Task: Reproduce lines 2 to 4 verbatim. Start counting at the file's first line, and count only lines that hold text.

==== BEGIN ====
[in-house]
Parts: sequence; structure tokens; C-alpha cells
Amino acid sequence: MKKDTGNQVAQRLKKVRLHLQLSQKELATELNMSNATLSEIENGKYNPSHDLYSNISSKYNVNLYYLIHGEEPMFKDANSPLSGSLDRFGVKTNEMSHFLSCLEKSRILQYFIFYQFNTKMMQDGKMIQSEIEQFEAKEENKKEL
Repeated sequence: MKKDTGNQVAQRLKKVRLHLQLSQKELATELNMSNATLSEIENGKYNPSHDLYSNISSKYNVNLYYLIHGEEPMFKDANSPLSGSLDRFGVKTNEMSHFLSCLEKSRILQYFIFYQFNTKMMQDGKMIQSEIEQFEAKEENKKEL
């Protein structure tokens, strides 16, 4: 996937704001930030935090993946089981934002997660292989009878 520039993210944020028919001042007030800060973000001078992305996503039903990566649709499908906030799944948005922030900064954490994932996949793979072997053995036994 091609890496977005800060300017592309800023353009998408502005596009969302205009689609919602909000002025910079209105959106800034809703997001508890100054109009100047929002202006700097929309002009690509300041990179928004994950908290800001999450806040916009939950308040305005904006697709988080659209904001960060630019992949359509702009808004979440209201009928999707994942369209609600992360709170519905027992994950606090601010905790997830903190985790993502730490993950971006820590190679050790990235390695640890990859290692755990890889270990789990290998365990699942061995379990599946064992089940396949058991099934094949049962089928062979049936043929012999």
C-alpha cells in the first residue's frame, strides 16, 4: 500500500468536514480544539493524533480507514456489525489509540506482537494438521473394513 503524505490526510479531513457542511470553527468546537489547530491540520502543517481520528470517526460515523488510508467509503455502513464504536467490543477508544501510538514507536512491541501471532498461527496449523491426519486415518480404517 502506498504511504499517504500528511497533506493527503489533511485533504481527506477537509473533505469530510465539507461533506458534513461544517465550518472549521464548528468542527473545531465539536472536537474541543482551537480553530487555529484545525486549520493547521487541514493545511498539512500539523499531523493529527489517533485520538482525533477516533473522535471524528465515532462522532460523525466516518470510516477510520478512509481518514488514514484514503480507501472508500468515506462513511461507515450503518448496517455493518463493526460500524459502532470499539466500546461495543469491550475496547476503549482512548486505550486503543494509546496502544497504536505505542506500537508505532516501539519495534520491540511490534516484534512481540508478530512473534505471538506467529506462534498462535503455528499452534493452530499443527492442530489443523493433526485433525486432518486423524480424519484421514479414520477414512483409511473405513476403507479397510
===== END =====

Parts: sequence; structure tokens; C-alpha cells
Amino acid sequence: MKKDTGNQVAQRLKKVRLHLQLSQKELATELNMSNATLSEIENGKYNPSHDLYSNISSKYNVNLYYLIHGEEPMFKDANSPLSGSLDRFGVKTNEMSHFLSCLEKSRILQYFIFYQFNTKMMQDGKMIQSEIEQFEAKEENKKEL
Repeated sequence: MKKDTGNQVAQRLKKVRLHLQLSQKELATELNMSNATLSEIENGKYNPSHDLYSNISSKYNVNLYYLIHGEEPMFKDANSPLSGSLDRFGVKTNEMSHFLSCLEKSRILQYFIFYQFNTKMMQDGKMIQSEIEQFEAKEENKKEL